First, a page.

Mace hutchingsp Jul 29, 2014 at 5:44 PM
I'd just go look at something like Spector360 - better and more understandable "proof" than a bunch of packet captures.
Tabasco Edward_B Jul 29, 2014 at 8:12 PM
+1 for SpectorSoft or similar. When it comes down to the nitty gritty of it HR will need simple reports / proof that they can later submit to the unemployment office or possibly even use in court (to battle a wrongful termination lawsuit). While that may not seem like something they want now, I've learned over the years its better to be proactive in your data compilations now, than to be scrambling in a reactive mode later.
Poblano Ridge Jul 29, 2014 at 9:05 PM
Keeping the political issue aside, I have been ask to sniff the network and see if a user (one specific user) is using TeamViewer from his desktop to connect to system outside of our company. (personal client on the side)
Sorry but the political issues must be dealt with first before you can safely deal with the technical issues at hand. You are being asked to do something that can get you fired and put in jail! Cover your bases. Make sure you have clear, written authorization from an executive, that specifically authorizes you to capture all traffic, to analyse all traffic, and report your finding. No matter who it is, if they refuse to provide you written authorization to perform a packet capture and analysis, then you should not do what they ask, and you should report it to someone else either at the same level or higher up.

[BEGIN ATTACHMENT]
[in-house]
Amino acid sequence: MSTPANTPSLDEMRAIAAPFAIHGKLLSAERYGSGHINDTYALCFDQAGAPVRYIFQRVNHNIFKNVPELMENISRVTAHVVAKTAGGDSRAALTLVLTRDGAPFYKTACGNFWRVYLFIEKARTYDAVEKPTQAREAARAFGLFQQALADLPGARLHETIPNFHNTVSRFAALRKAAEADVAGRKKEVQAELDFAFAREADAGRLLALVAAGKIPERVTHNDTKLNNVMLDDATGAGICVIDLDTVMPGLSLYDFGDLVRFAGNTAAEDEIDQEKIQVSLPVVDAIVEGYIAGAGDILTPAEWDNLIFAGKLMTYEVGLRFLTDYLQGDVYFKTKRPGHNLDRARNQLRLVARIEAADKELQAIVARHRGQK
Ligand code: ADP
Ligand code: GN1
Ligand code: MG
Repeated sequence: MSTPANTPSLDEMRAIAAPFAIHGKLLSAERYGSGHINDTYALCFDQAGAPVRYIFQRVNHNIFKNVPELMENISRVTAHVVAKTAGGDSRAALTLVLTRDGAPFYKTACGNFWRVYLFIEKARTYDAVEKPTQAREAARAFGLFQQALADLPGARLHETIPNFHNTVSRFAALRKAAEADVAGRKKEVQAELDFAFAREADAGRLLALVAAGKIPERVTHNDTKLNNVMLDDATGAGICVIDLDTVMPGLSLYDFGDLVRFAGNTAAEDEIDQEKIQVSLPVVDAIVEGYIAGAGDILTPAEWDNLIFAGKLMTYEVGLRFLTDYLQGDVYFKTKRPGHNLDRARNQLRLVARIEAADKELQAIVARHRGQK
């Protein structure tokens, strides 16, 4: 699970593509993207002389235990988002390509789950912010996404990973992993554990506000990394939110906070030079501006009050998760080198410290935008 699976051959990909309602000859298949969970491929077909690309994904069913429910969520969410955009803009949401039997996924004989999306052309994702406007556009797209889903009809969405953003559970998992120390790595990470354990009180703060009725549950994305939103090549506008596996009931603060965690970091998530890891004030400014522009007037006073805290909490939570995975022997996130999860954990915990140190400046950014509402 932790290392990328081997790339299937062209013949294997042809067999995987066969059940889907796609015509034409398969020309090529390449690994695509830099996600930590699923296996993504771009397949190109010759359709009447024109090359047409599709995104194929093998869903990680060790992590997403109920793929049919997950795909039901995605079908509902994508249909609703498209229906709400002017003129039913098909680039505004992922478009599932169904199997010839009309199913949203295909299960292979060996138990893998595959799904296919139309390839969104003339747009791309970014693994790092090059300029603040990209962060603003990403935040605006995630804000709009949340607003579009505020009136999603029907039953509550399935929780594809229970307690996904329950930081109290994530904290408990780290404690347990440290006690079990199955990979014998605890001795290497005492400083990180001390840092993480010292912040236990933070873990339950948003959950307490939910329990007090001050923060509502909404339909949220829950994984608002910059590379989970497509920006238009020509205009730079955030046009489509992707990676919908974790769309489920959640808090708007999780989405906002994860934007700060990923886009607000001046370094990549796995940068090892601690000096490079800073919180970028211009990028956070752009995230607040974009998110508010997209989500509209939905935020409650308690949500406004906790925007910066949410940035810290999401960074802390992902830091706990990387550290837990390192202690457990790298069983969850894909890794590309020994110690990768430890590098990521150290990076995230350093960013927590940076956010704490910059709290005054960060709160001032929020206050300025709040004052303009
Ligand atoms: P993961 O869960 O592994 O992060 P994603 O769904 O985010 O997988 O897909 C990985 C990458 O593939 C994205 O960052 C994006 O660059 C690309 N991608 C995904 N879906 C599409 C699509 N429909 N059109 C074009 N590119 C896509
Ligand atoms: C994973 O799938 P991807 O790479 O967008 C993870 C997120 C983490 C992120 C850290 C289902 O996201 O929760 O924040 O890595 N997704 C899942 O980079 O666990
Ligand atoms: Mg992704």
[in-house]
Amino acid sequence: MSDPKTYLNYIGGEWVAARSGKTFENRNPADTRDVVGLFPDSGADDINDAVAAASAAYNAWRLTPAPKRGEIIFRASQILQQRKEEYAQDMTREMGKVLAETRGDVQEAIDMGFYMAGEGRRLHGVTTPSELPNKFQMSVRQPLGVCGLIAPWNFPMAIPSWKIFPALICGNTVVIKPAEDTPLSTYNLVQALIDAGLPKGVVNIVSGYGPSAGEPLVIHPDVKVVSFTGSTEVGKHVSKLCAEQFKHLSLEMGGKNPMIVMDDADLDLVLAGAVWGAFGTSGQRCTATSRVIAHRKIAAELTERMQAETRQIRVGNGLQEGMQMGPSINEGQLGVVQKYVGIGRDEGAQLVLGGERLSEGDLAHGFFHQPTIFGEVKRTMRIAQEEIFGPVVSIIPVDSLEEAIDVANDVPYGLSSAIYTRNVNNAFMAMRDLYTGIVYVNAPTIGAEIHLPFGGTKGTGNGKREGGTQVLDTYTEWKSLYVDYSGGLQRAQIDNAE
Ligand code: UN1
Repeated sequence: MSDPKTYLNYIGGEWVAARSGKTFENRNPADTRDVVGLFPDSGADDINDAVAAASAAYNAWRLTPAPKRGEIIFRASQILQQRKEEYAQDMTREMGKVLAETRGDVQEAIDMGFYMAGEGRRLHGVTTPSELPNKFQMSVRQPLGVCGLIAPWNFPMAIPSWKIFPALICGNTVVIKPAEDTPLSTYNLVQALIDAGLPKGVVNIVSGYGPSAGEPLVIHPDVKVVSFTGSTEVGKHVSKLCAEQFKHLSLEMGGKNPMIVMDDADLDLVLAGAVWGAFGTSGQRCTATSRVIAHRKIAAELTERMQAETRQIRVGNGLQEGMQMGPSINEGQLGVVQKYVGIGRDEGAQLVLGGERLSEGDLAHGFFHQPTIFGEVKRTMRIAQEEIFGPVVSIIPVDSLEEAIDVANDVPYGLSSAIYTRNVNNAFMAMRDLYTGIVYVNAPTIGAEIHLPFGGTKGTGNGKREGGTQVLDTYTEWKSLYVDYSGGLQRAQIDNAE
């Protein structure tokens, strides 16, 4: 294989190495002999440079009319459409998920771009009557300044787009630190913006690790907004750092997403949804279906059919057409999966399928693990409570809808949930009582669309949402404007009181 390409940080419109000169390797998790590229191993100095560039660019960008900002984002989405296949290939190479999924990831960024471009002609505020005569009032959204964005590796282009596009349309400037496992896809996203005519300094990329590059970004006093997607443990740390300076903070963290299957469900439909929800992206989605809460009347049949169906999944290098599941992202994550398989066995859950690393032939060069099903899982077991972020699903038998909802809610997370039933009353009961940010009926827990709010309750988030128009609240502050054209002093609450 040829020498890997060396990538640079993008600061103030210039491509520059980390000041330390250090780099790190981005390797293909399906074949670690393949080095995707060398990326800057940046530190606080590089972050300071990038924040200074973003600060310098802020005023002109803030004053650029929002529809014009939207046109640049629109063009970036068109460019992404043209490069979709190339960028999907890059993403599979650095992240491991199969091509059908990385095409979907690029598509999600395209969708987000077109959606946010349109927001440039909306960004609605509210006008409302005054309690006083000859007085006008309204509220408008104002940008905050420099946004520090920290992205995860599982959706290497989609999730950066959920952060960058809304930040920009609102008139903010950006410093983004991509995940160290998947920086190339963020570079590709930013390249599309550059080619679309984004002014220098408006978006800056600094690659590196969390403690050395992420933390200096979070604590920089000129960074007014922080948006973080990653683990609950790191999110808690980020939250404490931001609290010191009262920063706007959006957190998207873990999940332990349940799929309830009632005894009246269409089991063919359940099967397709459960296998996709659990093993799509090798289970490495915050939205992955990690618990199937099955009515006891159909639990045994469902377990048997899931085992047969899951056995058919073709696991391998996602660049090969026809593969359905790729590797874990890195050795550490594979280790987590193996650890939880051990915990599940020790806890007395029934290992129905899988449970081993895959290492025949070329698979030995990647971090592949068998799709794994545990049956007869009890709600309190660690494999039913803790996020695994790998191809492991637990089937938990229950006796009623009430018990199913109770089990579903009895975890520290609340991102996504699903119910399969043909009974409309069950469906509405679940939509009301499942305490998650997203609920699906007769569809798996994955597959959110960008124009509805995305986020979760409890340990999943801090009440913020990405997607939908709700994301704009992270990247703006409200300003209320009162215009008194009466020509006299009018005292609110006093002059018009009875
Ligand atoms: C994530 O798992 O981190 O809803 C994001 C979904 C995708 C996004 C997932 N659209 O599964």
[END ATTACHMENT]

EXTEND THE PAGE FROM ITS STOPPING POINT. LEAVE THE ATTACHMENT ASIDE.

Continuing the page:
Pimiento markevans4 Jul 29, 2014 at 10:00 PM [email protected]
I have Cisco ASA 5515. Is that an application aware firewall?? Jeff and Gearhead89 thanks for your input. I will try your tips out. Ivan, hutchingsp, Edward_B thanks for pointing out the hidden/spy screen capture software. I had used some before (freeware) and as per my experience, you would have to login to the system to install\configure it. The guy under question is an IT person with 10 to 15 years of experience. So I don't want to do anything that might tip him off that something is going on. So looking for something that wont be detected. But I will look into SpectorSoft and see if there is a silent way to set it up. Ridge thanks for the input. Yes, I myself don't want to get into a llegal issue just beacuse someone in the HR wants me to find dirt on someone. I got my based covered with an written approval from HR and VP. Thank you, Mark.
Datil Gearhead89 Jul 29, 2014 at 11:42 PM
The Cisco ASA should be able to sniff the traffic out for you or some of it at least. http://www.cisco.com/c/en/us/support/docs/security/asa-5500-x-series-next-generation-firewalls/11011... This would also help - http://www.firegen.com/
Mace hutchingsp Jul 29, 2014 at 11:57 PM
@markevans4 I'm pretty sure Spector is all but invisible though I'm sure they can confirm. I guess my only point is that if you're taking a disciplinary against someone I'd be very wary of doing it based on a bunch of pcaps and netstat and similar stuff that most folks simply won't understand vs. "There's screenshots with the dates and times".